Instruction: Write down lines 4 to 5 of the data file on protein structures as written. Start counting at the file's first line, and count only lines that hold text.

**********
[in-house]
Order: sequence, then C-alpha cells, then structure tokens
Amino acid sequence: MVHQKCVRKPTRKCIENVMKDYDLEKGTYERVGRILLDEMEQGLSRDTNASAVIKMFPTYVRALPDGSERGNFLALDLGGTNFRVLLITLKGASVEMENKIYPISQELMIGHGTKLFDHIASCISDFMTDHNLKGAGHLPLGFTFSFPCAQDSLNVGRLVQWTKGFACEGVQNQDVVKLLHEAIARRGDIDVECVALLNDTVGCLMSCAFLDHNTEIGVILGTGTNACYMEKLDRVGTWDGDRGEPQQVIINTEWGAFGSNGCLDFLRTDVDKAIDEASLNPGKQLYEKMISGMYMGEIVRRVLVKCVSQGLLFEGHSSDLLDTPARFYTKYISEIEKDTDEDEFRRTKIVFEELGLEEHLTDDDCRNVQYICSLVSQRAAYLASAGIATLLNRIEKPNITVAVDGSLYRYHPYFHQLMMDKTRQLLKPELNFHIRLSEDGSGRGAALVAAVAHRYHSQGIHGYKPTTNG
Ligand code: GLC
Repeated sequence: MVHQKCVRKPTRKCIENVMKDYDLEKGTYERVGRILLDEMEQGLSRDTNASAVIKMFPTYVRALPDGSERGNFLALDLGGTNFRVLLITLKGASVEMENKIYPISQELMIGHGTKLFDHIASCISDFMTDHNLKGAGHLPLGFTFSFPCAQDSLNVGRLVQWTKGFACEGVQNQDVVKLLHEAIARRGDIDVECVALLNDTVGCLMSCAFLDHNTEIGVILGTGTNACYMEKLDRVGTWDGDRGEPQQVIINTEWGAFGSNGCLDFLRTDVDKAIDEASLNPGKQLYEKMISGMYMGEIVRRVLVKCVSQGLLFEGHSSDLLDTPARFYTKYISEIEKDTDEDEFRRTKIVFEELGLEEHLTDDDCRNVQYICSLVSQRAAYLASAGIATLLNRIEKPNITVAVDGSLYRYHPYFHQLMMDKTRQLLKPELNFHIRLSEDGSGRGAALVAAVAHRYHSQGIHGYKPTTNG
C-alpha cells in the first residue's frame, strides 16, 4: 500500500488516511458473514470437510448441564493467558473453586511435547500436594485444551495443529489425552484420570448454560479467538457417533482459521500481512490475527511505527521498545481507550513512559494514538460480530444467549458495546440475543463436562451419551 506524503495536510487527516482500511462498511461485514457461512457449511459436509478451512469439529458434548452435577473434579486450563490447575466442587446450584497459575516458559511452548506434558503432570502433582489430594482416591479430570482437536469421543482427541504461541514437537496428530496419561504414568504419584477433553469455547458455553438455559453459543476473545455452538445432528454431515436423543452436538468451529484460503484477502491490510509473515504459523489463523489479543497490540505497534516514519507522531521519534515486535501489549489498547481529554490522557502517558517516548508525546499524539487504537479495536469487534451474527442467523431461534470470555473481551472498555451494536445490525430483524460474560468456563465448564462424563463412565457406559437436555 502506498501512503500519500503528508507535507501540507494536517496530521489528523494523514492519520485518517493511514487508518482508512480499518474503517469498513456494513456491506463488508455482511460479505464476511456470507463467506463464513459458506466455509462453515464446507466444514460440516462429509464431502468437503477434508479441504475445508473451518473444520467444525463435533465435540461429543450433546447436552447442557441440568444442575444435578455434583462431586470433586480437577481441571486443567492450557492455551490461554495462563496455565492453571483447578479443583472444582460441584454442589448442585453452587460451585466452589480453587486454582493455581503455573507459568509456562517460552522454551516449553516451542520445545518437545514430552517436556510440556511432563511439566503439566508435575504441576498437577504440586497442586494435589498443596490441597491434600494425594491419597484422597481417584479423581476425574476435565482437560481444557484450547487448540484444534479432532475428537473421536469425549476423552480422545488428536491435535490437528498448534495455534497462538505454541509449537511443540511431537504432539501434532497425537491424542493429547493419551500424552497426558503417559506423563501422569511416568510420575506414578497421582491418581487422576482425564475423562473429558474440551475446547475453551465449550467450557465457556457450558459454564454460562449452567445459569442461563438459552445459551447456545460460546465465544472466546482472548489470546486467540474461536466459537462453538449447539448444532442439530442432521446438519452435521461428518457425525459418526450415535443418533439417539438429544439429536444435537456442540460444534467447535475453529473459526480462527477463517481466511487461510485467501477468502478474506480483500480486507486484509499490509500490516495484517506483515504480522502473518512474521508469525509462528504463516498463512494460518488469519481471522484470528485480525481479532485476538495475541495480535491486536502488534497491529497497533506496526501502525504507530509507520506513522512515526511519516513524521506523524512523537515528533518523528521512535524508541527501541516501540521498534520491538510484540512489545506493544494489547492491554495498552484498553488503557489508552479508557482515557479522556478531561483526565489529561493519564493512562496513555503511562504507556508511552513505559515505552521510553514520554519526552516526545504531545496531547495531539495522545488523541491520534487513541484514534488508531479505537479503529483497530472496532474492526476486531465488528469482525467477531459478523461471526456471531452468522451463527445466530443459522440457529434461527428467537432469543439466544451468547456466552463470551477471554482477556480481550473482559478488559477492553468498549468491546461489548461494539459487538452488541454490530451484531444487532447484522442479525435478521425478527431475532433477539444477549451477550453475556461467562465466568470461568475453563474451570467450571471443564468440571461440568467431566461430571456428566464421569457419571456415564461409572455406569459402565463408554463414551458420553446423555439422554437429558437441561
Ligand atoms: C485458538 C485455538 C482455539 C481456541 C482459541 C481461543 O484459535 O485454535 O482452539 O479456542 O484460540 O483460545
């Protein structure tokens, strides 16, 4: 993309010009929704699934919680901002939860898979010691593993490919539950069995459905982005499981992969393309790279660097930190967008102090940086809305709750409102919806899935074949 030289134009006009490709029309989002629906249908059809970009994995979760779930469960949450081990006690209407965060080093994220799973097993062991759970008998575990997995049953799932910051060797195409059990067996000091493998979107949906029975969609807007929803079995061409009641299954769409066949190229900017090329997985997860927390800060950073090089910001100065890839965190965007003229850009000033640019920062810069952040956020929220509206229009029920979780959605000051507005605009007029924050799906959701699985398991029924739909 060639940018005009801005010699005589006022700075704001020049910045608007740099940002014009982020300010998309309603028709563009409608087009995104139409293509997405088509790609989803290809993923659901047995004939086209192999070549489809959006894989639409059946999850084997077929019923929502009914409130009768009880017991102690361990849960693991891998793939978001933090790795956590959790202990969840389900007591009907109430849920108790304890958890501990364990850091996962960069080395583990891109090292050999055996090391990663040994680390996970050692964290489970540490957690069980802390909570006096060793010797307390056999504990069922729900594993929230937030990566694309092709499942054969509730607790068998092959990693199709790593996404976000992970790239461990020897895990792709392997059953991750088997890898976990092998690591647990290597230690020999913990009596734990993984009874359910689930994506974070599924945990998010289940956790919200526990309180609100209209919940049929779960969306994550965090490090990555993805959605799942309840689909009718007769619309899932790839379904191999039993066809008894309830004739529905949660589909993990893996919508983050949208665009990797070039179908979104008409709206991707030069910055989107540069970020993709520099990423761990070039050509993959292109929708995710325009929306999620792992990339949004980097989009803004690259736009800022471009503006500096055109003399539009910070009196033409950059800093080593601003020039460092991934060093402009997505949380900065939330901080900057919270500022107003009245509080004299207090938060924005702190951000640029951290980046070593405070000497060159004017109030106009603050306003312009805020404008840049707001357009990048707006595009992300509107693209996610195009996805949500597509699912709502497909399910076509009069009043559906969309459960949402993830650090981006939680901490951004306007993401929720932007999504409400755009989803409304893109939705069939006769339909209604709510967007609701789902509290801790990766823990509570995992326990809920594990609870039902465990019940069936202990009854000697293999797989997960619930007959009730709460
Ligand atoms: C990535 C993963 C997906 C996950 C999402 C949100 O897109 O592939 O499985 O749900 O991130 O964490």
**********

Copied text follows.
Ligand code: GLC
Repeated sequence: MVHQKCVRKPTRKCIENVMKDYDLEKGTYERVGRILLDEMEQGLSRDTNASAVIKMFPTYVRALPDGSERGNFLALDLGGTNFRVLLITLKGASVEMENKIYPISQELMIGHGTKLFDHIASCISDFMTDHNLKGAGHLPLGFTFSFPCAQDSLNVGRLVQWTKGFACEGVQNQDVVKLLHEAIARRGDIDVECVALLNDTVGCLMSCAFLDHNTEIGVILGTGTNACYMEKLDRVGTWDGDRGEPQQVIINTEWGAFGSNGCLDFLRTDVDKAIDEASLNPGKQLYEKMISGMYMGEIVRRVLVKCVSQGLLFEGHSSDLLDTPARFYTKYISEIEKDTDEDEFRRTKIVFEELGLEEHLTDDDCRNVQYICSLVSQRAAYLASAGIATLLNRIEKPNITVAVDGSLYRYHPYFHQLMMDKTRQLLKPELNFHIRLSEDGSGRGAALVAAVAHRYHSQGIHGYKPTTNG